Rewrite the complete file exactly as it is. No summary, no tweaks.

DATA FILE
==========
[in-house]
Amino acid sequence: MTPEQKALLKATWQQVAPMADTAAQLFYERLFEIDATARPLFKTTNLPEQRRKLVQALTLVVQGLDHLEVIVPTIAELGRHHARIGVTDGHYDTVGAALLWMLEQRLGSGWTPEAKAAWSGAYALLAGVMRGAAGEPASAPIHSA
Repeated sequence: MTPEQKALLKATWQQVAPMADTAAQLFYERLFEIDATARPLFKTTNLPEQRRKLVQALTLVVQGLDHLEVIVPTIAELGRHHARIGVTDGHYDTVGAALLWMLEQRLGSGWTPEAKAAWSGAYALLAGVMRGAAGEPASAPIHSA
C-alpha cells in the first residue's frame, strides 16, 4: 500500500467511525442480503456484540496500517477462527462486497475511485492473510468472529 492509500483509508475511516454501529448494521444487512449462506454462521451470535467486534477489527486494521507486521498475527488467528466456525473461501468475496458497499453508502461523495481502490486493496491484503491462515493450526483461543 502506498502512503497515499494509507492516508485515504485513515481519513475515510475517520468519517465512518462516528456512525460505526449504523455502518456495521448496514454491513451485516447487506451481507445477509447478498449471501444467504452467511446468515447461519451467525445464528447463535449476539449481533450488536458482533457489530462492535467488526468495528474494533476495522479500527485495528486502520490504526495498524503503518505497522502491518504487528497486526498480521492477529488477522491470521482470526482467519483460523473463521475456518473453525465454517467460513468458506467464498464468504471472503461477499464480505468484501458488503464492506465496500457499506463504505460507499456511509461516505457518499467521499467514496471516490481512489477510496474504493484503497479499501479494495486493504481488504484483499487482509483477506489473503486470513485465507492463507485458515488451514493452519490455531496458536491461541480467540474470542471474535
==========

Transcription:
[in-house]
Amino acid sequence: MTPEQKALLKATWQQVAPMADTAAQLFYERLFEIDATARPLFKTTNLPEQRRKLVQALTLVVQGLDHLEVIVPTIAELGRHHARIGVTDGHYDTVGAALLWMLEQRLGSGWTPEAKAAWSGAYALLAGVMRGAAGEPASAPIHSA
Repeated sequence: MTPEQKALLKATWQQVAPMADTAAQLFYERLFEIDATARPLFKTTNLPEQRRKLVQALTLVVQGLDHLEVIVPTIAELGRHHARIGVTDGHYDTVGAALLWMLEQRLGSGWTPEAKAAWSGAYALLAGVMRGAAGEPASAPIHSA
C-alpha cells in the first residue's frame, strides 16, 4: 500500500467511525442480503456484540496500517477462527462486497475511485492473510468472529 492509500483509508475511516454501529448494521444487512449462506454462521451470535467486534477489527486494521507486521498475527488467528466456525473461501468475496458497499453508502461523495481502490486493496491484503491462515493450526483461543 502506498502512503497515499494509507492516508485515504485513515481519513475515510475517520468519517465512518462516528456512525460505526449504523455502518456495521448496514454491513451485516447487506451481507445477509447478498449471501444467504452467511446468515447461519451467525445464528447463535449476539449481533450488536458482533457489530462492535467488526468495528474494533476495522479500527485495528486502520490504526495498524503503518505497522502491518504487528497486526498480521492477529488477522491470521482470526482467519483460523473463521475456518473453525465454517467460513468458506467464498464468504471472503461477499464480505468484501458488503464492506465496500457499506463504505460507499456511509461516505457518499467521499467514496471516490481512489477510496474504493484503497479499501479494495486493504481488504484483499487482509483477506489473503486470513485465507492463507485458515488451514493452519490455531496458536491461541480467540474470542471474535